• This can be a useful way of getting access to material that is stored on your mobile device, however you should not rely on it as your only form of backup (refer back to the Case Studies section at the beginning of this guide to see why).
  • Instead use it to get copies of your material on to a computer so you can add it to your personal digital archive.
  • You may also find that you are only able to sync content from supported apps and that you have material in another app that doesn't sync, in that case try one of the other methods below.
  • Android users can sync files using their Google Account by adding them to their Google Drive on their device and by using Back up and sync in Google Photos.
  • You can then sync the files with Google Drive on your computer or download them through the Google drive web interface. 
  • You can also install the app of the cloud service of your choice such as Dropbox or OneDrive on your mobile device and sync that way. 

 

Apple

If you have an Apple phone or tablet, you can't usually access the file system as directly as you can with Android.

  • However, you can access files from specific apps by plugging in your device and using Finder (on a Mac with macOS 10.5 or later) or iTunes (on a Windows computer or older Mac).
  • To use Finder, select your device in the Finder sidebar, and select files Transfer from iPad [or iPhone] to Mac.
  • To use iTunes, click on your device on the left under Devices and select File Sharing, you will then see a list of apps you are able to share files from. Select an app in the list, select a file you want to transfer and click Save to your computer.  
  • For more information see the iPad or iPhone user guide.

Alternatively you can access material on your phone or tablet through cloud syncing:

  • This can be a useful way of getting access to material that is stored on your mobile device, however you should not rely on it as your only form of backup (refer back to the Case Studies section at the beginning of this guide to see why).
  • Instead use it to get copies of your material on to a computer so you can add it to your personal digital archive.
  • You may also find that you are only able to sync content from supported apps and that you have material in another app that doesn't sync, in that case try one of the other methods below.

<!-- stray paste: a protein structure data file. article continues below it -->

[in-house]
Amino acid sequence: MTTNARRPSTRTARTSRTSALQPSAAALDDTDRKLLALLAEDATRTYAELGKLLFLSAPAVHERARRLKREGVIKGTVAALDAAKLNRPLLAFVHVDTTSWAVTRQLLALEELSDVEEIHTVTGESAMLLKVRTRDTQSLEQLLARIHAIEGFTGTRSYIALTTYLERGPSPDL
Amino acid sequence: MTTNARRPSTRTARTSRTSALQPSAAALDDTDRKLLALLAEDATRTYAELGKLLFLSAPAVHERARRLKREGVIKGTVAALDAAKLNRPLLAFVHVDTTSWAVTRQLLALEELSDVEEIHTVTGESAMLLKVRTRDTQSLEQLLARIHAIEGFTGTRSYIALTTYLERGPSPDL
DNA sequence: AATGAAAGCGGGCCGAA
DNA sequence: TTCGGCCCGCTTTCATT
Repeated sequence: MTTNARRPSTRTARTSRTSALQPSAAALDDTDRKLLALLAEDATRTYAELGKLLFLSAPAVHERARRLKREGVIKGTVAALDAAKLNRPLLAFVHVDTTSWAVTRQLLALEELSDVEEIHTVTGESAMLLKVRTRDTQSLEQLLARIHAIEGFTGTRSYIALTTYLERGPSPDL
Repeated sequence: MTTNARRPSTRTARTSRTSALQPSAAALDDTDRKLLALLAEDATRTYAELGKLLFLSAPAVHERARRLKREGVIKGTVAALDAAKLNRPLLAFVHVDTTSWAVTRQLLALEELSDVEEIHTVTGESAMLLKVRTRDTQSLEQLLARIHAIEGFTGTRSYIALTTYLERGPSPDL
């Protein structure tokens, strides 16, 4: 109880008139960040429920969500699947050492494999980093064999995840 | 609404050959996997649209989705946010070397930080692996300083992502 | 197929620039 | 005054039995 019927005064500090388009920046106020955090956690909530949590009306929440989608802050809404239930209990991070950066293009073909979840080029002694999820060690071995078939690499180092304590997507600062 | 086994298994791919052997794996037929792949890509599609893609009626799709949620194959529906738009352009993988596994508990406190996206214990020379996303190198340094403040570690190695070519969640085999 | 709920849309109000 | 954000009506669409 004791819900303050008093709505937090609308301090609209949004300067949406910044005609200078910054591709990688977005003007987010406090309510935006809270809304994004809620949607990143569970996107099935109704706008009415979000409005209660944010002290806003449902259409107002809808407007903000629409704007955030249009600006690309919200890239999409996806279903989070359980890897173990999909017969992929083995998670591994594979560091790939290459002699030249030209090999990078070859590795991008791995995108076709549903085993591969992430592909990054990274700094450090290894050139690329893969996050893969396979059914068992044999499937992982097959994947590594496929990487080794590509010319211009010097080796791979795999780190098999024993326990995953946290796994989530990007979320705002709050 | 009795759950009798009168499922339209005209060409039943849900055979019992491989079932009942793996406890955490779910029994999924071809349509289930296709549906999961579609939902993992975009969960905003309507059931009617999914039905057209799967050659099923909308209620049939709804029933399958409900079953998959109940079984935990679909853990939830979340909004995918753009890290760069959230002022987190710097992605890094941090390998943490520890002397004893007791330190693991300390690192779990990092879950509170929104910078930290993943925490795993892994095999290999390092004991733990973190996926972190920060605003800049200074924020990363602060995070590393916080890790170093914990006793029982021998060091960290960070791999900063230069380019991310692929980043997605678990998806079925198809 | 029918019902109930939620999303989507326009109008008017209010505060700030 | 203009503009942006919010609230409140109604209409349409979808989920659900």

• Apple users can sync their content with iCloud drive on their iPhone or iPad and then access it via a computer. Macs will usually have the iCloud app installed and Windows users can download it from Apple.
  • You can also access your iCloud drive via the web and download files from there. 
  • You can also install the app of the cloud service of your choice such as Dropbox or OneDrive on your mobile device and sync that way. 

Other options

If you aren't able to access your files directly through one of the methods above, you may be able to export or share them from within the app you normally use to interact with them.

  • Look through the app in question to see if there are options to allow you to save content in a location that is accessible through the file system, such as your Download folder in Android.
  • Video, image or animation apps may support exporting your work and you may need to do this before the work is accessible.
  • Alternatively there may be options in your app to allow you to send files via email or to sync them with a cloud service from within the app (for example WhatsApp allows you to set up syncing with Google Drive).
  • Finally some apps linked with social media services may offer you the ability to download your content as part of their Data Portability policies (see the Social Media section on the next page for more details).